What we can expect in the months to come is anyone’s guess, but there is no question that when you’re confronted with the unknown, it pushes you to think differently about how you’ll manage change. If you’re wise you’ll think critically about your strategy for preparing your life and work for change.
Resilience, resourcefulness, and character will serve you well, and you can apply all three qualities when implementing these techniques for bullet-proofing your career during uncertain times:
Keep Your Network Warm
When I say “warm” here, I mean it in two ways. First, warm in the sense that you’re regularly nurturing these relationships (rather than allowing them to go cold, or waiting to reach out until you need something). Second, when I say “keep them warm,” I also mean it in a literal sense: You should do you part to show these people that you care, and in some cases, actually care for them! Apply the Kennedy Principle when it comes to your network.
John F. Kennedy’s historic inaugural address words “Ask not what your country can do for you – ask what you can do for your country,” challenged a nation to contribute in some way to the public good. What does this look like when applied to your network? It’s as simple as sending a message that sounds something like this:
“Last time we talked, you mentioned struggling to find an executive assistant. How’s that going? I’m happy to make a recommendation if you’re still hunting!”
“I wanted to take a moment to say hello now that we’re a few months into the year. Did Anna pass that certification? I ask because our team is seeing great results after completing some training via MITx -- let me know if I can share more details.”
I’m sure you’re seeing the picture. This isn’t just about “checking in,” or blasting your network with a blanket email asking for job leads. It’s about reaching out to nurture a meaningful connection with the person on the other end. These connections will prove to be indispensable to you when navigating any kind of change in your career.
Ensure Your Value Proposition is Crystal Clear
When you’re searching for a new job, you need a clear USP (Unique Selling Proposition). In a nutshell, your USP is the skills, knowledge, or experience that you can offer, but others can’t. Savvy professionals continue to reinforce and articulate their USPs even after they are hired...and those most likely to be laid off or passed over for promotions tend to leave them to collect dust.
Begging the question: How can you ensure your value proposition is clear and visible in your current role?
As a first step, bring your A-game. Arrive early. Stay late. Always be on the lookout for more work and be vocal about it. Be quick to respond to group texts and on Slack conversations. Share your ideas. Be a thought leader. Your proactivity and enthusiasm won’t go unnoticed, but on the off chance that it does, pair your efforts with a little shameless self promotion. Report on your progress and recap big wins regularly and in writing.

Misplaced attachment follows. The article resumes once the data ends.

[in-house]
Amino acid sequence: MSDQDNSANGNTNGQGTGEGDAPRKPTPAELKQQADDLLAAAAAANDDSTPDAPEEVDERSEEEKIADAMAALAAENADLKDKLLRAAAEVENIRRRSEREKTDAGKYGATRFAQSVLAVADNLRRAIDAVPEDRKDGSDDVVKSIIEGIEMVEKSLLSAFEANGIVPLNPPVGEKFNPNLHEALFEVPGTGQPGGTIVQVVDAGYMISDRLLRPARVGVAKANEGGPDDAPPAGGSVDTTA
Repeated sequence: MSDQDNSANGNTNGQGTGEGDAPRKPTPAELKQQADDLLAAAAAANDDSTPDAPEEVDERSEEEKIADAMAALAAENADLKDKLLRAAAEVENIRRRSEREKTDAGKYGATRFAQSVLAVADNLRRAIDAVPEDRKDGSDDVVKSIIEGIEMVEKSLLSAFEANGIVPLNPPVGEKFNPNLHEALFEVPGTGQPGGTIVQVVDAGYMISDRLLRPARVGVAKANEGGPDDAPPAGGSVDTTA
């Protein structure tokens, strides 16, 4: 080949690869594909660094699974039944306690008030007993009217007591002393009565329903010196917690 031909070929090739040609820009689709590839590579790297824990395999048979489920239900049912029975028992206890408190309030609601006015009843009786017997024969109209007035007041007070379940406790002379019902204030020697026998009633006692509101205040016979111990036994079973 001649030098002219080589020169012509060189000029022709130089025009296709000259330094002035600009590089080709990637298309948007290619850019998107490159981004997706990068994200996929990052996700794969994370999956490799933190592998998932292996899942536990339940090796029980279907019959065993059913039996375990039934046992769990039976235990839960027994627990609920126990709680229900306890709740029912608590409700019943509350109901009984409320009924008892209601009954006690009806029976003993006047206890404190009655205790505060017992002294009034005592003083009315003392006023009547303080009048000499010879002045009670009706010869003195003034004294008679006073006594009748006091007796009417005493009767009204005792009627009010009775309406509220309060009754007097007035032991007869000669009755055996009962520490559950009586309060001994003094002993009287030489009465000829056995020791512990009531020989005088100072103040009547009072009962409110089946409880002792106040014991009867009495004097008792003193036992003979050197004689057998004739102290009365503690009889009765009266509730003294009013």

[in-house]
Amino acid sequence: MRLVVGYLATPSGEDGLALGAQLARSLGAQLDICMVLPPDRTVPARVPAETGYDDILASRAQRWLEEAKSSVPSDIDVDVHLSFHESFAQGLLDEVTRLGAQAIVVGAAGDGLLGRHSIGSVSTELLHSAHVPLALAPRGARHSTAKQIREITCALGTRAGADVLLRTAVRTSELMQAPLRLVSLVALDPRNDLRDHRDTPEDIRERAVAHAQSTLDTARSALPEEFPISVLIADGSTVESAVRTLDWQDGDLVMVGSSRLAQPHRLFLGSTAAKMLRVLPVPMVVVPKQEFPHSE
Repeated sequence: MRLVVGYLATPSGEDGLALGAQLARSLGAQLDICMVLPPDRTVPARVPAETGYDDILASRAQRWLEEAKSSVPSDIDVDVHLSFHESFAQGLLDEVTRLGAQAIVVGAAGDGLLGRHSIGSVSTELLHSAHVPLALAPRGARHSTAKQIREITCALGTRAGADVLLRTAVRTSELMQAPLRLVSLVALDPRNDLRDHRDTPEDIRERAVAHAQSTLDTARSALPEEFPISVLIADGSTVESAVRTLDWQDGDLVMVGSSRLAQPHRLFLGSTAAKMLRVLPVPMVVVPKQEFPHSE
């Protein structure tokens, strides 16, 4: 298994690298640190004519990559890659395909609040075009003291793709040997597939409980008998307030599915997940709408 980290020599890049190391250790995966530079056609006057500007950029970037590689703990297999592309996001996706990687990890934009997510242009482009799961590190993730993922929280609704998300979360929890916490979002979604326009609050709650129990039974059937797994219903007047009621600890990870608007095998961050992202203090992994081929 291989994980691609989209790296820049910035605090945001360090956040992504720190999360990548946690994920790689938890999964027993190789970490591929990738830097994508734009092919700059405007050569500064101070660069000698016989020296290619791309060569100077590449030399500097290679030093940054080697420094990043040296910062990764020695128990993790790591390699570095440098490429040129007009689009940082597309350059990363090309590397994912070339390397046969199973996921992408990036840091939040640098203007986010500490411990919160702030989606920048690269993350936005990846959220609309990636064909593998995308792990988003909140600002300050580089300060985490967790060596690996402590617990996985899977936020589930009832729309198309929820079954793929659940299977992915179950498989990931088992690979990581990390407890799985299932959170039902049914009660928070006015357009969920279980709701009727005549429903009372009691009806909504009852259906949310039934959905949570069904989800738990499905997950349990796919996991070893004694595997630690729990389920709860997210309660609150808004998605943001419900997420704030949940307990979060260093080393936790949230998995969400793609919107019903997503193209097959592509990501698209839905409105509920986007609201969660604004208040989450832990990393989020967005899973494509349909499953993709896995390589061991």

Continually build the case that your efforts make the lives of your superiors easier and you’ll stand apart from your coworkers, even when times are tough. (I talk about gaining this unfair advantage in “The Secret Standout Applicants Know,” Lesson #2 of our course content - you can watch it for free here).
Hope For The Best (& Prepare For The Best Too!)
Whatever you do, don’t panic. I can’t emphasize this enough. The temptation in uncertain times is either to scramble and grab onto any buoy that floats by. Or worse, to hoard all of your resources like a squirrel preparing for a long, cold winter. Both impulses feel like logical moves when you’re facing potential risk, but they’ll actually impede your success.
“I’ve been buying American stocks,” Buffett wrote in an opinion piece for The New York Times in 2008. “A simple rule dictates my buying: Be fearful when others are greedy, and be greedy when others are fearful,” Buffett wrote.
To be clear, I’m not encouraging greed here. I’m encouraging you to maintain a positive outlook even when those around you are panicking. Avoid the negative. Don’t gossip. Don’t feed into the downward spiral. Put yourself out there as though opportunities are everywhere instead...and do it with your best foot forward.
Have your resume and LinkedIn profile update to date at all times (if you're in this process, check out my free training: “Everything You Ever Wanted To Know About Resumes”). Set up job alerts for roles you may be interested in. By not just hoping for the best, but acting as though you’re ready for it with every word and action you put into the world, you’ll attract opportunities even in the face of abrupt, unpredictable change.
While the world may feel uncertain, your career doesn’t have to. The secret to bullet-proofing your career really boils down to working both in it (taking care of your day-to-day responsibilities) as well as on it. Networking, bringing your A-game in your current role, and attracting the best of what’s out there by being both positive and prepared – do these things, and you can be confident in your strategy for preparing your career for a future that feels precarious.